I like quality and growth companies because they are market leaders with a strong track record of profitability and compounding potential. So, even if I pay a bit more on valuations, it will be fine as that company will continue to deliver on earnings.

To answer the second point, I like cyclical turning points in the economy,when either the economy is bottoming out or people are still pessimistic. Or where capacity utilisation across industries has peaked and, from here, earnings are more likely to be downgraded. That's the turning point for me. You can make big cyclical calls, and if you're right, you're rewarded for them.

Two and a half years ago, there was a turning point when real estate in the country started picking up. There were a lot of naysayers. But I realised that monetary policy is now easy and real estate is turning, which will benefit the overall economy. In my opinion, real estate drives everything in the economy. Once real estate picks up, demand for jobs is created, and demand for other goods also goes up. So, such cyclical turning points are very interesting to me.

I noticed the ICICI Pru Bluechip Fund and ICICI Pru Focused Fund are underweight in the financial sector. Could you explain the strategy behind this positioning?
We realised early that the banking system would struggle with deposits because of the consolidation activity in the sector. As a result, there would also be pressure on income ratios and net interest margins (NIMs). Consequently, we ended up being underweight in banks. While we are underweight on banks, we are overweight on mutual funds and insurance companies. So, to play the financial theme at this point in time, we decided to invest in asset management and insurance companies.

Despite strong returns from the small-cap index in recent years, the ICICI Pru Smallcap Fund has faced challenges. What strategies are you implementing to improve its performance since you took over?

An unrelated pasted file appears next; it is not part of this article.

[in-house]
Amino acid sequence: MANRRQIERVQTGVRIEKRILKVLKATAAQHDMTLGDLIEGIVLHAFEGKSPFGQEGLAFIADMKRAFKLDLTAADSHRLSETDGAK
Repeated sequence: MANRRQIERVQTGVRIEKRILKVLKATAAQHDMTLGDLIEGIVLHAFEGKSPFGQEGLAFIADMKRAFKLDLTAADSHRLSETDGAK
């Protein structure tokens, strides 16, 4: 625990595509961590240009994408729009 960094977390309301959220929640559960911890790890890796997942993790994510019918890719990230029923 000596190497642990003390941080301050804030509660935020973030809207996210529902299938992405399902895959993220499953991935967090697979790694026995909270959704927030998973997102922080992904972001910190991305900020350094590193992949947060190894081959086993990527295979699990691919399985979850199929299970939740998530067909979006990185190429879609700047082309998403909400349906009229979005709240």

At ICICI Prudential, we believe that there are times when markets will be irrational. In that situation, as a fund manager, you can be rational, or you can outperform. But logically speaking, in an irrational market, you cannot stay rational and outperform.

So, as a fund house, we believe there is a froth in the small-cap space, and we are being cautious. If the small caps continue to run up for some time, our fund will continue to underperform, but that's a conscious strategy.

It may turn out that the rally does last for a while, and we are wrong; we will live with that. But right now, our call is that small-cap allocation should be limited.

Since you co-manage the ICICI Pru Bluechip, a large-cap fund, do you believe active funds can still generate alpha in this segment?
There is evidence that active large-cap funds have been able to generate alpha. Let me explain why I believe that large-cap (funds) can create outperformance.

Our fundamental view, or premise, while buying stocks is that if you like something at Rs 100, you should like it less at Rs 200. If you like or dislike something at Rs 200, you should like it more at Rs 100. Logically, as things go up, you should like them less. But the index fund does exactly the opposite. As the stock price moves up, the weight of that stock in the index also increases, and every incremental inflow (of investor money) will be allocated more to the stock that has gone up. So, by definition, it is momentum. Effectively, you're buying more at Rs 200 than you did at Rs 100.

In other words, in passive, you are buying after it has performed. That is exactly the opposite of what we recommend at ICICI Prudential Mutual Fund. One should buy after underperformance and not after it has performed well.

What can spoil the party for mid- and small-cap stocks? Do the current valuations make sense?
We've seen in the past that it's not unusual for investors to get drawn into stocks based on narratives or on one or two quarters of strong performance, particularly when the economic outlook is positive. I don't know what can spoil the party, whether the liquidity dries up or the euphoria fizzles out. Some of the companies in the mid- and small-cap segments don't have strong moats. So I think there is that risk; the risk-return trade-off in small and mid-caps is not attractive. In our view, large caps offer a much better risk-return trade-off.

Among large caps, which sectors or themes offer good value for a buck?
Nothing is cheap at the moment. But our argument is that the economy is in good shape, so the earnings outlook is good. When the economy does well, cyclical sectors tend to do well. So, we like domestic cyclicals. Then there are the Automobiles, Capital Goods and Financials sectors. Currently, I'm less positive about FMCG space and metals.

Also read: TRUST MF CEO Sandeep Bagla on launching flexi-cap fund